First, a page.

Special Counsel in our Brisbane office, Scott Coulthart, in his role as a member of the Qld Law Society’s Technology and Intellectual Property Subcommittee (TIPS), is spearheading the development by TIPS of proposed guidelines for the legal profession in Queensland for the use of cloud in their legal practice. Many firms, including ours, have used
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Business names and Trademarks – What you need to know

By Scott Coulthart In this article, Scott Coulthart clears up a few myths about business names and summarises some of the differences between business names and trade marks. Do I Own My Business Name? You have put a lot of time and effort into your business, even before it opened its doors. Usually, a significant
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Is your TV a covert spy?

By Scott Coulthart Recently, Samsung has warned its customers to be careful about what they say in front of their TV if they have it in voice recognition mode. Samsung sells a smart TV set with a voice recognition feature which “hears” the words spoken around it and can interpret those as commands. According to
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Old Ox Fights Red Bull

By Scott Coulthart In the news recently it was reported that Red Bull has filed a dispute with the US Patent and Trademark Office seeking to prevent the Old Ox Brewery from registering a trademark of its name. Red Bull says that because the name “Old Ox” refers to the same class of bovine animals,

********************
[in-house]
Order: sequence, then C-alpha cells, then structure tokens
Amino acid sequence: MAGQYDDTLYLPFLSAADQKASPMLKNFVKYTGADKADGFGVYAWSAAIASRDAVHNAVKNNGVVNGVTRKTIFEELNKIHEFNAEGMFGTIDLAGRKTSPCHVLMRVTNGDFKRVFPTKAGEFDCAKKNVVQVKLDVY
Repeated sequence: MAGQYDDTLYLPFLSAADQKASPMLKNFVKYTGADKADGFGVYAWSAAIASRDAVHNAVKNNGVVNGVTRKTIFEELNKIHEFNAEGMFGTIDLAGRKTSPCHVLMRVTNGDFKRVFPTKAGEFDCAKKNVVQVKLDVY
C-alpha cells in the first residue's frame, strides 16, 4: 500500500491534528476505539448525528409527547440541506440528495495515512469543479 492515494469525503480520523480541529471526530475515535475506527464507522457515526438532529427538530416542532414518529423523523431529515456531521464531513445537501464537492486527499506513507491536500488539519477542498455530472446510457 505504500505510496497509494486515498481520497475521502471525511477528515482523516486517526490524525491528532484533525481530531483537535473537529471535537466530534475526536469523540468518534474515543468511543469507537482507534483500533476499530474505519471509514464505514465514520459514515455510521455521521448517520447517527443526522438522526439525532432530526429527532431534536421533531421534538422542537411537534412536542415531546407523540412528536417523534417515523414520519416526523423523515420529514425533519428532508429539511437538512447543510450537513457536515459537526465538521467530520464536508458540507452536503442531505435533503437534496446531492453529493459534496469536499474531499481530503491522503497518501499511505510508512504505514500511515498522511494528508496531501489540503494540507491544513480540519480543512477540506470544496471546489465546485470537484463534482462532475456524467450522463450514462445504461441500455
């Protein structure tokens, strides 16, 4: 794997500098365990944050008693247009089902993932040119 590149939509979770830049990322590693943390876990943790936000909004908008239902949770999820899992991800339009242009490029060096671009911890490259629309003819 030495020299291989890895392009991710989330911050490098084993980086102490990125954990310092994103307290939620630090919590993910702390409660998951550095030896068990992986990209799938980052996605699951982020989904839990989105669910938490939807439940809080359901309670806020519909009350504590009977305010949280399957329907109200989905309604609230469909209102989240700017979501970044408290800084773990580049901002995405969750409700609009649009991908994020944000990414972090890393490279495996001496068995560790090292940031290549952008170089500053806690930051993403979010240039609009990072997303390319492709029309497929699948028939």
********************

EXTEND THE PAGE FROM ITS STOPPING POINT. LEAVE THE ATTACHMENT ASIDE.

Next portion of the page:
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Trade Marks

A registered trade mark is a business asset and a powerful tool to protect your brand against unauthorised use. Trade marks can be in the form of a name, a sign, words, logos, aspects of packaging, scents, colors, shapes or any combinations of these elements. An effective trade mark should distinguish your goods and/or services
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Copyright and the Digital Economy

Introduction An issues paper was released by the Australian Law Reform Commission (ALRC) on 20 August 2012 about Copyright and the Digital Economy (Issues Paper).  In summary, the objective of the Issues Paper is to form a basis for consultation and to seek public submissions, responding to 55 questions raised by the ALRC, as to
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Social Media and IP

Social Media is the buzz word in marketing circles, but the reality is that many clients don’t understand what it is and how it affects them. As an IP lawyer, I have seen a steady increase in the number of clients needing advice on how to deal with Social Media. Interestingly, many are coming to